EU threatens German merger

AFTER a week of manoeuvring by top executives and officials, the European Commission is poised to block a digital television alliance between Germany's two biggest media companies, Bertelsmann and Kirch Group.

At a meeting in Brussels on Friday, EU competition commissioner Karel Van Miert rejected a last-ditch proposal from the two companies to save the merger, paving the way for an outright veto of the deal by Brussels on 27 May.

An EU ban of the proposed alliance would send shock waves through the boardrooms of Europe's other large media companies, such as France's Canal Plus, as it would show Mr Van Miert's determination to thwart any attempts by the giants to pre-empt competition in fast-growth media markets.

According to sources inside the Commission, Bertelsmann, which recently bought the publisher Random House, and Kirch have only one way to avert a humiliating defeat at the hands of Brussels regulators - they can withdraw the alliance proposal entirely, giving the Commission nothing to veto. "Either they withdraw or Van Miert will definitely propose a negative decision," said the Commission source.

On Thursday, Bertelsmann and Kirch sent a last-minute proposal to the Commission in a bid to alleviate the competition concerns. The details were not revealed, but EU officials said it was "too little, too late".

If Mr Van Miert does follow the recommendations of the Commission's draft decision to block the deal outright, he would be going against the wishes of his boss, Commission President Jacques Santer. The Bertelsmann-Kirch venture would have been marketed under the banner of CLT-Ufa, a joint venture between Bertelsmann and CLT, the biggest company in Mr Santer's native Luxembourg. "I have never seen a case so heavily lobbied" said one EU insider. "Santer is panicking a bit."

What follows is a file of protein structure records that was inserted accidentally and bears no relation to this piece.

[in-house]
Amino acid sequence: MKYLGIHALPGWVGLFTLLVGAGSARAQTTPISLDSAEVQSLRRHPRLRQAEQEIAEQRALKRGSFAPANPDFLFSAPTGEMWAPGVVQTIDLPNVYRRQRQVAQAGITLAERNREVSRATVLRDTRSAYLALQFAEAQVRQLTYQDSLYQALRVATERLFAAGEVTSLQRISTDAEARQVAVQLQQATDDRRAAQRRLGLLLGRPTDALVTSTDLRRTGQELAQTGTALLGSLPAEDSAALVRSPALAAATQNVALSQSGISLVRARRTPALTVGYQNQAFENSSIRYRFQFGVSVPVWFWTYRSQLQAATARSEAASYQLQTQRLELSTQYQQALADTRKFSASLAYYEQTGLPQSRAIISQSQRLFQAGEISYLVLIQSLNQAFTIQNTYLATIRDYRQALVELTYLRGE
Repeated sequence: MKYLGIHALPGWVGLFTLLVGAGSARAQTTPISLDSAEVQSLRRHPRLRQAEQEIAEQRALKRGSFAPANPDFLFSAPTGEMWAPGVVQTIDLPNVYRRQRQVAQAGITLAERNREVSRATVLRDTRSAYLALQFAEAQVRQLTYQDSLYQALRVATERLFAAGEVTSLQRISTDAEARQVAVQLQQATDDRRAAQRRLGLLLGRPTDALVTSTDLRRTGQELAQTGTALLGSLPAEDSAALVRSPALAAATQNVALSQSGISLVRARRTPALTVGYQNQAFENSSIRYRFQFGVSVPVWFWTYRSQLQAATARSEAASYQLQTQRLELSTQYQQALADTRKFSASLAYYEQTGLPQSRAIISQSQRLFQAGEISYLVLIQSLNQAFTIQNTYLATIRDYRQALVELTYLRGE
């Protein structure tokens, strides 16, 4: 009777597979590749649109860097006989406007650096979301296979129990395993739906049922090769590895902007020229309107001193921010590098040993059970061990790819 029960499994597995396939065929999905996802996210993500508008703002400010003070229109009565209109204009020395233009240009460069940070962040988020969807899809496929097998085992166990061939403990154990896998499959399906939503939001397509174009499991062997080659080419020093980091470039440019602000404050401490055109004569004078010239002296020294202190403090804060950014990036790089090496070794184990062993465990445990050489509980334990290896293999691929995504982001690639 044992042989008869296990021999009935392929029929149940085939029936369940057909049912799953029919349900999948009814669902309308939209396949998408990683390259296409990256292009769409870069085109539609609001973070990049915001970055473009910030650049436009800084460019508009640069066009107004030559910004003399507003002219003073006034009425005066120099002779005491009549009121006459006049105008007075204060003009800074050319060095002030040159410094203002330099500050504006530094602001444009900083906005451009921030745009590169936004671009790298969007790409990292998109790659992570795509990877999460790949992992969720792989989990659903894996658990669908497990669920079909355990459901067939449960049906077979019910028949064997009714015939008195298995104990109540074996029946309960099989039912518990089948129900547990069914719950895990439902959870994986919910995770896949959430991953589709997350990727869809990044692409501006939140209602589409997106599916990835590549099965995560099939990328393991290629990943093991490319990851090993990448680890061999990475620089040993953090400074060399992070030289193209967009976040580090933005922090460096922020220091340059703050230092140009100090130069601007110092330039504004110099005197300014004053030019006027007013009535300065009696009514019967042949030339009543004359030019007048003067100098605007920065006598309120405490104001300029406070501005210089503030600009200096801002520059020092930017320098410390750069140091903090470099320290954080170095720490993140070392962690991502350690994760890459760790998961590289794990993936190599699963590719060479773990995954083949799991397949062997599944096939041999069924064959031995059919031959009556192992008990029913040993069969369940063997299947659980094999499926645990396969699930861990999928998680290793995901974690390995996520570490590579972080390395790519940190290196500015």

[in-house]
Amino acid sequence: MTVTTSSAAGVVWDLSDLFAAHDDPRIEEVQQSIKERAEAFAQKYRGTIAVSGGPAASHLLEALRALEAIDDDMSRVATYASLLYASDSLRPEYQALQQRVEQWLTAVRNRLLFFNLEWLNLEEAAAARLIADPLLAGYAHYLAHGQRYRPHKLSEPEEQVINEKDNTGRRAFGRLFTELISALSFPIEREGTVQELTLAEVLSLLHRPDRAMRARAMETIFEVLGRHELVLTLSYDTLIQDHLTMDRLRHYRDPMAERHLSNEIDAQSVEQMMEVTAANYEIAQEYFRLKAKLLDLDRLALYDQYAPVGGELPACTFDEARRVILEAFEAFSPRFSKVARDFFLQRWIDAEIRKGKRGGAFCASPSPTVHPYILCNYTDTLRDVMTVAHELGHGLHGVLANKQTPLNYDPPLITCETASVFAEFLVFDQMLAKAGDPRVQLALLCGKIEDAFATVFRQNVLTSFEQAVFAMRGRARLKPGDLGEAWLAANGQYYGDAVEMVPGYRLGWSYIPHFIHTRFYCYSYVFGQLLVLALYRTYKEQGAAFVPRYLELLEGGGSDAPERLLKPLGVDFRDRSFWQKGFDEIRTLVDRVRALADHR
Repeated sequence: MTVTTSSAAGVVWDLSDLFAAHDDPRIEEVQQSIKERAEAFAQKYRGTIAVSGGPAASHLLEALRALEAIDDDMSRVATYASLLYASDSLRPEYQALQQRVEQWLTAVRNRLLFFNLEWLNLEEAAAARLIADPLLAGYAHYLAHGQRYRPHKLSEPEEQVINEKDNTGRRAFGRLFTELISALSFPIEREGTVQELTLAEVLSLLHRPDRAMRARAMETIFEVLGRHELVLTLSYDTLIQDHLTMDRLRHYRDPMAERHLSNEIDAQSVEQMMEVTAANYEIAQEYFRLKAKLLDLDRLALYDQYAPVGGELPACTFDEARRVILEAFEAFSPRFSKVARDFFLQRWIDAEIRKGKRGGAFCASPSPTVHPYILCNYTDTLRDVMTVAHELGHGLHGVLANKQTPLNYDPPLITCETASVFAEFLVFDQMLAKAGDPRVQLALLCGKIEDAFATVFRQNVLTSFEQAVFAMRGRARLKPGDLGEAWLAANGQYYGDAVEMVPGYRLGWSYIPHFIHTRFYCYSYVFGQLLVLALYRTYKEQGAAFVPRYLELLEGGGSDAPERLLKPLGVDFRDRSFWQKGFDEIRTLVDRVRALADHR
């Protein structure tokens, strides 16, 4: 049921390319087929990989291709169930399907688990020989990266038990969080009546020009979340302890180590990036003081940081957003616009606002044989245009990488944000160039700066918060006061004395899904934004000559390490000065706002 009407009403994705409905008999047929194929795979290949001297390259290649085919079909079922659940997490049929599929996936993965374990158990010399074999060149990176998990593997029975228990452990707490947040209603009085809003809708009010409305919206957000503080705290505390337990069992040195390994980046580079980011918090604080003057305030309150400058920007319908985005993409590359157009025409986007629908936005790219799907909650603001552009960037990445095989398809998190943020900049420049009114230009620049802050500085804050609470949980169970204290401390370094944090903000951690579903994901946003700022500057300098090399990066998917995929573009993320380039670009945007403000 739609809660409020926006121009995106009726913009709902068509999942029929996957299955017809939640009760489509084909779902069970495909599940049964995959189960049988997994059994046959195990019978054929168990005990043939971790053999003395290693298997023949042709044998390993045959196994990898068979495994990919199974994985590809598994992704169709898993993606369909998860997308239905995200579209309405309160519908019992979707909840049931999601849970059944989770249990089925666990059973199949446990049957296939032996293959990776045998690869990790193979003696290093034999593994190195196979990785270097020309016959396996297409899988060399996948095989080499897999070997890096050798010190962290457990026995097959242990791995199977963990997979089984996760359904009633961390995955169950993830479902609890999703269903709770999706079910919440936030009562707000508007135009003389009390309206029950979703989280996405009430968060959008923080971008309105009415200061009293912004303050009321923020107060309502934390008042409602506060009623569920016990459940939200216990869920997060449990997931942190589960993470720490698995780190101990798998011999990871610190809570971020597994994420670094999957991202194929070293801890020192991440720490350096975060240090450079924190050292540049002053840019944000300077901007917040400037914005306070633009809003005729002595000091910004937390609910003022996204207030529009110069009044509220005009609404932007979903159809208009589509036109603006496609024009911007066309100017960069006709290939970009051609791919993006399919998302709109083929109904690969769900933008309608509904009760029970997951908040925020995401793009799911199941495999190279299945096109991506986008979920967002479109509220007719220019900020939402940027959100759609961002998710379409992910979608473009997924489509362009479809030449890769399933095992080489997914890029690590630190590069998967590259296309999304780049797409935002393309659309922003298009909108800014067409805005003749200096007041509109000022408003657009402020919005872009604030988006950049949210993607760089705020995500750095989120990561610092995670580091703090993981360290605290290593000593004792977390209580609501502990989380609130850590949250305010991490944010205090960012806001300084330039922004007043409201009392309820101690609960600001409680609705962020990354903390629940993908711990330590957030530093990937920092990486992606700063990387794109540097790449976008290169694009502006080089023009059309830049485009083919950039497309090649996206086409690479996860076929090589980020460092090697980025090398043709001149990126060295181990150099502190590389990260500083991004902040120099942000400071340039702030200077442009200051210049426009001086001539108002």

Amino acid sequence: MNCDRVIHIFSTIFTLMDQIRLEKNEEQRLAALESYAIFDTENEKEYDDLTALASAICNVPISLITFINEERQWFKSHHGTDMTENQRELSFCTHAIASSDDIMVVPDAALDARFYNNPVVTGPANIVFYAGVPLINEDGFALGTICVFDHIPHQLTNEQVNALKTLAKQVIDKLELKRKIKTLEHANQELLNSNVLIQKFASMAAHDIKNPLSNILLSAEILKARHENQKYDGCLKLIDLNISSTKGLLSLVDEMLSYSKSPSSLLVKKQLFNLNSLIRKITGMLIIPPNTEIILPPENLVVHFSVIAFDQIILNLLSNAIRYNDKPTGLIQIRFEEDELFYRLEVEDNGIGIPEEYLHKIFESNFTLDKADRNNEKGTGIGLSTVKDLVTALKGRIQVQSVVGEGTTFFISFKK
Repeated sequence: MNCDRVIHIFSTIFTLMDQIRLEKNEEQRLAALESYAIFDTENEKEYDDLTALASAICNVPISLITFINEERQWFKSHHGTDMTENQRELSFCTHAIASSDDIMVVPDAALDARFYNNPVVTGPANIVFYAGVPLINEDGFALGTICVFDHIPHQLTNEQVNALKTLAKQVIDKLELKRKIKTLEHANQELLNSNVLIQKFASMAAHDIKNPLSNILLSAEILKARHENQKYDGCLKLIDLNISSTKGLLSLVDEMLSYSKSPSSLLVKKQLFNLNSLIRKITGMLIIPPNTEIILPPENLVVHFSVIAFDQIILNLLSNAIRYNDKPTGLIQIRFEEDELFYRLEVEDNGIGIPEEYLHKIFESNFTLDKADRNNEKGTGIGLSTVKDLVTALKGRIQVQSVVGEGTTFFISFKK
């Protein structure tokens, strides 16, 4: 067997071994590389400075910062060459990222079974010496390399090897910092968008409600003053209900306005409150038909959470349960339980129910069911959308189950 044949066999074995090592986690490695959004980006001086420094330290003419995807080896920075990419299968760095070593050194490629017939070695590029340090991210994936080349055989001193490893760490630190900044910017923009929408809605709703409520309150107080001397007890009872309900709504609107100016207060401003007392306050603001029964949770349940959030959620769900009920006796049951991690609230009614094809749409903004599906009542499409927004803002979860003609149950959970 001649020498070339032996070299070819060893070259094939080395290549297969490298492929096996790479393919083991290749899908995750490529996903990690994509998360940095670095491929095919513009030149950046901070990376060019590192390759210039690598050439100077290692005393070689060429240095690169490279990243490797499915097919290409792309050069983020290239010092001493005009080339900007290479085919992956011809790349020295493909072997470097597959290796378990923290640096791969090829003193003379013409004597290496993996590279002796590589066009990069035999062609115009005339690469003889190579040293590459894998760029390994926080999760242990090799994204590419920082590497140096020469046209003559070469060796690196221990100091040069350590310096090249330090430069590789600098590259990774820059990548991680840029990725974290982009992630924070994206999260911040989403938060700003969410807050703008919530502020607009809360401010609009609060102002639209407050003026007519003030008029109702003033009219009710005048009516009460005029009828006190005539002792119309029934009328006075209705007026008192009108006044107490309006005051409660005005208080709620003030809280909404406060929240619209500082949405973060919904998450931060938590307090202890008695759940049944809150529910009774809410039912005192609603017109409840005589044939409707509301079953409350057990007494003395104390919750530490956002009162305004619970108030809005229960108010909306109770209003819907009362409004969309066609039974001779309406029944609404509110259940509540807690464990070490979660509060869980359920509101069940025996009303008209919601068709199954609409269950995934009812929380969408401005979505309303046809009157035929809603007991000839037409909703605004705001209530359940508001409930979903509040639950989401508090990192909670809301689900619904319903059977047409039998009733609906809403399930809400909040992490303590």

The Commission says the deal is unacceptable because rivals would effectively be barred from Germany's digital television market as the two companies would control access to the set-top decoder box viewers will need to receive programmes.

Competition officials in Brussels also believe the venture would dominate the most lucrative pay-TV content, as Kirch has worldwide broadcasting rights for World Cup soccer and big Hollywood films.

Canal Plus lobbied the Commission to approve the deal because it fears a veto would set a precedent in regulating the new European television landscape.

Observers say the decision on Bertelsmann is unlikely to affect an upcoming Brussels decision on the joint digital TV venture between British Sky Broadcasting and British Telecom, British Interactive Broadcasting. The Commission is expected to grant conditional approval this month for BIB, an interactive home shopping and banking service due to launch later this year.

BIB, which already has clearance from the UK regulators, is a key part of the plan to launch up to 200 digital satellite channels in the UK in June.

Mr Van Miert has been concerned that BIB would create a dominant player that could prevent competitors entering the market. Brussels has been reported as insisting that BT's local phone network, which provides the link for the interactive services, should be available to rivals at fair prices.